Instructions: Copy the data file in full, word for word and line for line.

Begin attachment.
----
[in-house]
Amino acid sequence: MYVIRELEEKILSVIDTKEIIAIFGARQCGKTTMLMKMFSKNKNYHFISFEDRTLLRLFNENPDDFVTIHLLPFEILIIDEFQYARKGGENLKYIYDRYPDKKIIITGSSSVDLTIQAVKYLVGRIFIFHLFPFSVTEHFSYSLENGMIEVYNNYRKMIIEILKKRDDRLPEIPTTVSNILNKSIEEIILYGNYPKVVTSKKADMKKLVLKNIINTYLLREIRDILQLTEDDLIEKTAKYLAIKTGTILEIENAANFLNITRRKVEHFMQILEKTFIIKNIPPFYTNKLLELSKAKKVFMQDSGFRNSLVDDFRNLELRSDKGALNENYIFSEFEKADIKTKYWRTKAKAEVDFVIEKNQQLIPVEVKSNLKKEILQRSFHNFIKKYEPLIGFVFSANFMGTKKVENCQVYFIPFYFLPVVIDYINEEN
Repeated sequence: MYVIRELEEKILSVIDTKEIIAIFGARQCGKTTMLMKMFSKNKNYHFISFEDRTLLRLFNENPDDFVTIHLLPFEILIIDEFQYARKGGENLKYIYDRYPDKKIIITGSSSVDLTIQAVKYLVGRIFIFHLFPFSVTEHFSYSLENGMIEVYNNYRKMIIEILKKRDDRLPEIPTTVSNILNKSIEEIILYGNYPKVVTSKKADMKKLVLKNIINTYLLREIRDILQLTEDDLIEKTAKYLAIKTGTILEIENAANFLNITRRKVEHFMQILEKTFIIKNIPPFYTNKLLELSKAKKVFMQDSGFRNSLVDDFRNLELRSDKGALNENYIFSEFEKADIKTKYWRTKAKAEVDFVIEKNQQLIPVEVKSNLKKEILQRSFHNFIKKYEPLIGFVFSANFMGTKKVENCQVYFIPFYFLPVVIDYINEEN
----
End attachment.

[in-house]
Amino acid sequence: MYVIRELEEKILSVIDTKEIIAIFGARQCGKTTMLMKMFSKNKNYHFISFEDRTLLRLFNENPDDFVTIHLLPFEILIIDEFQYARKGGENLKYIYDRYPDKKIIITGSSSVDLTIQAVKYLVGRIFIFHLFPFSVTEHFSYSLENGMIEVYNNYRKMIIEILKKRDDRLPEIPTTVSNILNKSIEEIILYGNYPKVVTSKKADMKKLVLKNIINTYLLREIRDILQLTEDDLIEKTAKYLAIKTGTILEIENAANFLNITRRKVEHFMQILEKTFIIKNIPPFYTNKLLELSKAKKVFMQDSGFRNSLVDDFRNLELRSDKGALNENYIFSEFEKADIKTKYWRTKAKAEVDFVIEKNQQLIPVEVKSNLKKEILQRSFHNFIKKYEPLIGFVFSANFMGTKKVENCQVYFIPFYFLPVVIDYINEEN
Repeated sequence: MYVIRELEEKILSVIDTKEIIAIFGARQCGKTTMLMKMFSKNKNYHFISFEDRTLLRLFNENPDDFVTIHLLPFEILIIDEFQYARKGGENLKYIYDRYPDKKIIITGSSSVDLTIQAVKYLVGRIFIFHLFPFSVTEHFSYSLENGMIEVYNNYRKMIIEILKKRDDRLPEIPTTVSNILNKSIEEIILYGNYPKVVTSKKADMKKLVLKNIINTYLLREIRDILQLTEDDLIEKTAKYLAIKTGTILEIENAANFLNITRRKVEHFMQILEKTFIIKNIPPFYTNKLLELSKAKKVFMQDSGFRNSLVDDFRNLELRSDKGALNENYIFSEFEKADIKTKYWRTKAKAEVDFVIEKNQQLIPVEVKSNLKKEILQRSFHNFIKKYEPLIGFVFSANFMGTKKVENCQVYFIPFYFLPVVIDYINEEN